Hello, and welcome to this tutorial on the basics of Searching Newspapers. In this video, we will cover the following:
• Why use newspapers for research?
And the three things to keep in mind while researching newspapers So, why use newspapers as a research source? Newspapers provide a daily record of events for a specific geographic area. In fact, for some remote or rural areas they provide the only consistent record of events for that area. In any case, newspapers provide an excellent place to find primary source materials. With that in mind, there are three things you need to keep in mind when you search for an event in newspaper databases:
First there is timing, or when the event occurred.
Second, there is scope, or the question of whether the paper in question would have covered the event at all.
Finally, there is slant, or how the paper in question would cover the event if they chose to. To begin with, let’s talk timing.
As a daily record of events for a specific area, newspapers are extremely time sensitive. Newspapers focus on covering events as they occurred, or as close to that event as possible. However, as the Chicago Tribune learned the hard way while covering the Presidential election in 1948, no Newspaper can cover an event before it occurred.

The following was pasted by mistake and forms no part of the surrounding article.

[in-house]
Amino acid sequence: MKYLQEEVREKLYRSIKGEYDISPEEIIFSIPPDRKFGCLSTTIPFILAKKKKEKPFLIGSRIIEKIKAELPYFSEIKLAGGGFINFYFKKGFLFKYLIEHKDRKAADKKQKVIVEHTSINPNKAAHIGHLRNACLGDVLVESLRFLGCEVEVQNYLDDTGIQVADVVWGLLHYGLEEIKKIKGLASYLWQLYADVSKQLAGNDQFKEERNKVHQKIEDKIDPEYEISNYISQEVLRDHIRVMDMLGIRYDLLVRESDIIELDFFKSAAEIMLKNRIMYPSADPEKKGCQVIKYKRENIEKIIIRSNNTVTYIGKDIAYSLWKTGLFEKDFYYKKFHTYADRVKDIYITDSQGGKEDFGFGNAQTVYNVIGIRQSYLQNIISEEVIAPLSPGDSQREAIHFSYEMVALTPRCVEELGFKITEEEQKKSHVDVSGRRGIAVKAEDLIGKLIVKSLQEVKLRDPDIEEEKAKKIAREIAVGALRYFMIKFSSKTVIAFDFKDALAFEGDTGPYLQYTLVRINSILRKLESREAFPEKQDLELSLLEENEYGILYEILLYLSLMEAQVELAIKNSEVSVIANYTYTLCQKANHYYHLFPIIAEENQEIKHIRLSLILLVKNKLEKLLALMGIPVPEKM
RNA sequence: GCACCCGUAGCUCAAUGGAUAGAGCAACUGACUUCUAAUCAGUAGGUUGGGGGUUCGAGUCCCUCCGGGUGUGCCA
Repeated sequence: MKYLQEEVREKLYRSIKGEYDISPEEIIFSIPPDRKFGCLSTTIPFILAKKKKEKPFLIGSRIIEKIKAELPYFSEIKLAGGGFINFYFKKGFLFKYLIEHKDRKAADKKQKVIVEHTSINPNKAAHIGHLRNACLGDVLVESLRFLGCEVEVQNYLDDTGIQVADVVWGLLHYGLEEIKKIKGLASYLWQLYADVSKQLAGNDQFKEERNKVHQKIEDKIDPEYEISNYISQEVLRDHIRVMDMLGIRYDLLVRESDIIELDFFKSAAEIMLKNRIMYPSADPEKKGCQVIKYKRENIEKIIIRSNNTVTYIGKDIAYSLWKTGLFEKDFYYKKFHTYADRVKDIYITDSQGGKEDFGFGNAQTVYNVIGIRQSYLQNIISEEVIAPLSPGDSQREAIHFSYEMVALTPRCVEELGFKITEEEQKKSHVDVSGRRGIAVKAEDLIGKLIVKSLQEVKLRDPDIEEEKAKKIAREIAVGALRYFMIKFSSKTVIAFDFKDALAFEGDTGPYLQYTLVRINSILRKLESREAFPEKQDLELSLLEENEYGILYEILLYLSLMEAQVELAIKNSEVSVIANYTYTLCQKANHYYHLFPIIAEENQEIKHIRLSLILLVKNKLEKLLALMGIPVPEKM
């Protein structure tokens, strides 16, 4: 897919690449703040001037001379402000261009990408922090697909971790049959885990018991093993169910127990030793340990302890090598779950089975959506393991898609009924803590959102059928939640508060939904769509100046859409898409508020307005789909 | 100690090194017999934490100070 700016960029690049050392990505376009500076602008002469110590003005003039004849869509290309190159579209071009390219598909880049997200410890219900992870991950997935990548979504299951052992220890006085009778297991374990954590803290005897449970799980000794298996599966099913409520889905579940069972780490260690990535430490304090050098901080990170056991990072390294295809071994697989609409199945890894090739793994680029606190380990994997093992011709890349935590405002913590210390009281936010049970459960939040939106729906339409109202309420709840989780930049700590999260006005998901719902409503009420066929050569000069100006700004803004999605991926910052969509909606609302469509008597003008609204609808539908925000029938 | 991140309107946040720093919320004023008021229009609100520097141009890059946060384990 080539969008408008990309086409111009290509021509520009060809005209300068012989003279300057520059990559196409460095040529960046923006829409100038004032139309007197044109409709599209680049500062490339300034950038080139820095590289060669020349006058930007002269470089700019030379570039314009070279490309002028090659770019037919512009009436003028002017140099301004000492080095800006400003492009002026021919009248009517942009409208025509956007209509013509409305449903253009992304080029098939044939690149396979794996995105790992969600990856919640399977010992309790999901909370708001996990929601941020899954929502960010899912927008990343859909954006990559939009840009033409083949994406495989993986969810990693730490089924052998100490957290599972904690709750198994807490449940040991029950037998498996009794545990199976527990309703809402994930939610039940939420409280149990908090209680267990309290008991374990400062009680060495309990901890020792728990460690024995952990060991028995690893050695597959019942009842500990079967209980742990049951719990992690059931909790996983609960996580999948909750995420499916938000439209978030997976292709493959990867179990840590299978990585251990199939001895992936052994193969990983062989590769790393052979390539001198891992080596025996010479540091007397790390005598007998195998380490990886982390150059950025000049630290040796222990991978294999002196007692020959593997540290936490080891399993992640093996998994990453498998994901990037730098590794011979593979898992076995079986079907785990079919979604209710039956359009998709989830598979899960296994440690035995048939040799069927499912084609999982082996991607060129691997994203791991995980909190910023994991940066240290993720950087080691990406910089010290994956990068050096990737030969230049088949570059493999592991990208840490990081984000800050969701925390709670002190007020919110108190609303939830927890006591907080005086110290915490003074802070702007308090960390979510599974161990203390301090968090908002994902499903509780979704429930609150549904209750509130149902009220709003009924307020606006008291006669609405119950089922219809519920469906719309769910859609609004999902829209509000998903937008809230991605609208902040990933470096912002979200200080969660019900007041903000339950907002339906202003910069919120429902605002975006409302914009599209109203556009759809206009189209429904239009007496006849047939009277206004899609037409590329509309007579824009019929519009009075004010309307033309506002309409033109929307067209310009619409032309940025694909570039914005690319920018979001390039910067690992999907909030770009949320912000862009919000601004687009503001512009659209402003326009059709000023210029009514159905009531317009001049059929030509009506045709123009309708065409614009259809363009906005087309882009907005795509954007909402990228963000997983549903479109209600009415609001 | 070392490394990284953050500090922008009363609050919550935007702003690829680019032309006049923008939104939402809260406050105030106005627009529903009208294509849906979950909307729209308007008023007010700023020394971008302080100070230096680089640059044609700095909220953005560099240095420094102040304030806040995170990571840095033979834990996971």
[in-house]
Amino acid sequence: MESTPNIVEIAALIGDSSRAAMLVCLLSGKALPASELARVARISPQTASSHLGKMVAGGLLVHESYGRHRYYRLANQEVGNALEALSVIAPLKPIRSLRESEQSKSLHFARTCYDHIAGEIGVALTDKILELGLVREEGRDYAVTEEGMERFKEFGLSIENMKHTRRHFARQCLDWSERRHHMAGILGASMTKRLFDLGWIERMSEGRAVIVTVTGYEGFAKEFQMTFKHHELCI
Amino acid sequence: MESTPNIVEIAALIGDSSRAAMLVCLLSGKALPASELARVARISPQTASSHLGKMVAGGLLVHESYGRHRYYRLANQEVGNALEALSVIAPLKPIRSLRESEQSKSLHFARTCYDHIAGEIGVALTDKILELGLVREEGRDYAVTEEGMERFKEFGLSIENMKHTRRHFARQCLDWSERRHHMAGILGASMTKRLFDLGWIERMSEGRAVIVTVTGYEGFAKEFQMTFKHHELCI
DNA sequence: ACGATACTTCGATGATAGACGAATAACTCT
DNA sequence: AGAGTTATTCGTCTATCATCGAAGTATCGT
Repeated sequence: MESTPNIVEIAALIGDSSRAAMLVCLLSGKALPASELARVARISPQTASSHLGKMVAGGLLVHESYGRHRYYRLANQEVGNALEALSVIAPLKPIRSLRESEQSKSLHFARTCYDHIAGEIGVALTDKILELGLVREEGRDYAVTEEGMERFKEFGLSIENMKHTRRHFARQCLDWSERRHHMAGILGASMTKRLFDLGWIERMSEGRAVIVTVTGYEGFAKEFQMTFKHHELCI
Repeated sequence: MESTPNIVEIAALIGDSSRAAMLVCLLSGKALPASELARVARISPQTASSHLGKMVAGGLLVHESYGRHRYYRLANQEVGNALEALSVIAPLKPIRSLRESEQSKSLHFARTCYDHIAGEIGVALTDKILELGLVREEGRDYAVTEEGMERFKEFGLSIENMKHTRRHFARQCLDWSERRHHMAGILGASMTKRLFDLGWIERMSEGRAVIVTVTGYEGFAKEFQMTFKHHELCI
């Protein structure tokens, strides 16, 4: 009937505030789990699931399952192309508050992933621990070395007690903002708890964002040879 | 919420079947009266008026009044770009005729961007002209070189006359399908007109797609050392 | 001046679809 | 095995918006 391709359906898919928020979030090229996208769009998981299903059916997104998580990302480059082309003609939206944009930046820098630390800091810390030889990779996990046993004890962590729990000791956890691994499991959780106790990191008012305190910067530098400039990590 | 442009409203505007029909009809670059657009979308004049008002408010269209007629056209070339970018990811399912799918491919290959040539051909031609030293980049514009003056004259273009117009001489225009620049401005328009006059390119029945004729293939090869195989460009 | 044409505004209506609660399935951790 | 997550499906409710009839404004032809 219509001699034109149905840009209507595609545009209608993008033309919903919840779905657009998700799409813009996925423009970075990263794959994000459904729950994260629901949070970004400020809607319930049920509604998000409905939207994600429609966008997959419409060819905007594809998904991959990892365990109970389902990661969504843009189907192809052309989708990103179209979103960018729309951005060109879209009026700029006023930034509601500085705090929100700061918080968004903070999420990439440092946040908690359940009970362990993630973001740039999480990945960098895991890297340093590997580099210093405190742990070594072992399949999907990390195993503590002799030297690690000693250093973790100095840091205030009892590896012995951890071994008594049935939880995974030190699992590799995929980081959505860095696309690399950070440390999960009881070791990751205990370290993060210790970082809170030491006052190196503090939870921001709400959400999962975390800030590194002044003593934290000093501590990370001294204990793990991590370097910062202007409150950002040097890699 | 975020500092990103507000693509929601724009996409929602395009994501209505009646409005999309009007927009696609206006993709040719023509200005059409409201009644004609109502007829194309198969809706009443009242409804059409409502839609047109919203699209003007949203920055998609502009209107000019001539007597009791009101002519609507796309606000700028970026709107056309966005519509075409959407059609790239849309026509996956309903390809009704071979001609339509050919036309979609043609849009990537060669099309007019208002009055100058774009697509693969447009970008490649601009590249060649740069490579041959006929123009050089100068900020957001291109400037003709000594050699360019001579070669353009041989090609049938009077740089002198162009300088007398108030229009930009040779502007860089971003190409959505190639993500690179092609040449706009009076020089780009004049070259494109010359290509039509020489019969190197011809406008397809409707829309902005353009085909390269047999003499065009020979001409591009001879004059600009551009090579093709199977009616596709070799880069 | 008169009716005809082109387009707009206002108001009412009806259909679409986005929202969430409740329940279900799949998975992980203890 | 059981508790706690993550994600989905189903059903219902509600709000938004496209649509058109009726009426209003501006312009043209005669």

Spoiler alert: Dewey lost. With that in mind, when you’re looking for the newspaper coverage of an event, you’re going to want to remember to look for it after it occurred. How soon after? Well, that depends. When looking for newspaper articles after 1850 or so, news traveled as fast as the telegraph could carry it, so for most major cities you could look for news events within a day or so of their having occurred. Before 1850, news traveled as fast as the fastest horse or ship could carry it. This meant that the reporting of events could be delayed by days, or even weeks depending on how remote the events were that were being reported on. For example, prior to the advent of telegraphy, a letter mailed from London to Sydney, Australia would take 73 days to arrive, so breaking news in Sydney, wouldn’t have been reported in The Times of London until almost two and a half months later! So in order to find your event you need to not only know the exact date when that event occurred, but also how soon after that event you should expect to see it in print. Next, you need to keep in mind the scope of the paper you’re searching. As we noted, newspapers cover events in a specific geographic area. While it’s true that National Papers like the New York Times extensively cover major global and national news stories, they’re not interested in local news outside of their own specific geographic area. For example, the Los Angeles Times, has bureaus around the world and in major American cities to cover big stories, but virtually ignores local news in Pomona, unless of course it’s a huge story that might also get covered by the major national papers, think a major disaster, or an alien invasion or something… So where will you find local coverage? In a local newspaper. While recent history has been hard for local papers, with more of them going out of business each year, in the past almost any town or region had its own paper. n Southern California for example, the San Gabriel Valley has the San Gabriel Valley Tribune, Pomona has the Inland Valley Daily Bulletin, Riverside has the Press Enterprise and San Bernardino has the Sun. All of these papers will cover news that might get ignored by the major national papers. So when you’re looking for an event, keep in mind where it happened, and how big an event it was. Events of national or global-level importance will get covered almost everywhere, events of local importance, are only going to get covered by a local paper. Finally, there’s the question of slant. Quick question? What’s the difference between the Washington Post and the Washington Times? Well, they’re both newspapers, and they both cover the Washington D.C. area, but that’s about all they have in common. The Washington Post reports the news from a center-left ideological position, the Washington Times from a right-wing position, as evidenced by these very different headlines on what is roughly the same story. So while both of these papers cover the Congress, the Presidency and government in general, the way they report on things depends somewhat on what party is in power. So when you search for an event in a newspaper, keep in mind that paper’s editorial slant, the bias of the publishers may directly affect how the news is reported, and thus how the event is recorded. As daily records of events in specific geographic areas, Newspapers provide us with priceless primary source materials. However, as these sources are time sensitive, geographically focused and subject to editorial bias it is important to keep the following criteria in mind when searching newspaper databases: • First, when the event occurred, and how soon it would be covered by the newspapers • Second, would the magnitude of the event in question cause it to be covered by national papers, or would it be limited in scope to local coverage? Finally, how does the editorial slant, or ideological biases of those publishing the paper affect how the event in question is covered? Thank you for watching. If you have questions about newspaper research or research in general, please feel free to contact us at the Research Help Desk, you can also call us at (909) 869-3084, or you can email us at [email protected]